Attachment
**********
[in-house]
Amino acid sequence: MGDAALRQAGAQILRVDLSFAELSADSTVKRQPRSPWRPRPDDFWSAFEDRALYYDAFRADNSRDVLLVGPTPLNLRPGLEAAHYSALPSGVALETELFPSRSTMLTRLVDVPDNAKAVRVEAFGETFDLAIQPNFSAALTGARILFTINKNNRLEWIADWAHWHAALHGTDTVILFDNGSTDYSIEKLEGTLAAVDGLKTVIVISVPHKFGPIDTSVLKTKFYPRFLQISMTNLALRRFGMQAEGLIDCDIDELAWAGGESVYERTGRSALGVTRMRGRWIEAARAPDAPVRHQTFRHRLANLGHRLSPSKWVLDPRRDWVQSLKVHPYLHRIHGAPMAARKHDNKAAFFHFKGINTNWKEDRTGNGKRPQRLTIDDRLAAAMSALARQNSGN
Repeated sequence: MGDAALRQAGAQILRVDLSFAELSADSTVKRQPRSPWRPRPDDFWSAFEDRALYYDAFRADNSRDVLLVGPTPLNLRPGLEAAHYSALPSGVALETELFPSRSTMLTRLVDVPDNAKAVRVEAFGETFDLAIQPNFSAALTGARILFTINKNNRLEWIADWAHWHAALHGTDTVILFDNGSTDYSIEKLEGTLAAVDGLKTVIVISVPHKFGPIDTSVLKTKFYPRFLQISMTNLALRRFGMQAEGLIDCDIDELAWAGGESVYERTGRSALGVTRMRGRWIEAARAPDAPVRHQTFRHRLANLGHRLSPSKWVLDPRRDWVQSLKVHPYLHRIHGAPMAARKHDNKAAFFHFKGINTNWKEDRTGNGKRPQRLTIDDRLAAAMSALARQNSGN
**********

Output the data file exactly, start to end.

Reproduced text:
[in-house]
Amino acid sequence: MGDAALRQAGAQILRVDLSFAELSADSTVKRQPRSPWRPRPDDFWSAFEDRALYYDAFRADNSRDVLLVGPTPLNLRPGLEAAHYSALPSGVALETELFPSRSTMLTRLVDVPDNAKAVRVEAFGETFDLAIQPNFSAALTGARILFTINKNNRLEWIADWAHWHAALHGTDTVILFDNGSTDYSIEKLEGTLAAVDGLKTVIVISVPHKFGPIDTSVLKTKFYPRFLQISMTNLALRRFGMQAEGLIDCDIDELAWAGGESVYERTGRSALGVTRMRGRWIEAARAPDAPVRHQTFRHRLANLGHRLSPSKWVLDPRRDWVQSLKVHPYLHRIHGAPMAARKHDNKAAFFHFKGINTNWKEDRTGNGKRPQRLTIDDRLAAAMSALARQNSGN
Repeated sequence: MGDAALRQAGAQILRVDLSFAELSADSTVKRQPRSPWRPRPDDFWSAFEDRALYYDAFRADNSRDVLLVGPTPLNLRPGLEAAHYSALPSGVALETELFPSRSTMLTRLVDVPDNAKAVRVEAFGETFDLAIQPNFSAALTGARILFTINKNNRLEWIADWAHWHAALHGTDTVILFDNGSTDYSIEKLEGTLAAVDGLKTVIVISVPHKFGPIDTSVLKTKFYPRFLQISMTNLALRRFGMQAEGLIDCDIDELAWAGGESVYERTGRSALGVTRMRGRWIEAARAPDAPVRHQTFRHRLANLGHRLSPSKWVLDPRRDWVQSLKVHPYLHRIHGAPMAARKHDNKAAFFHFKGINTNWKEDRTGNGKRPQRLTIDDRLAAAMSALARQNSGN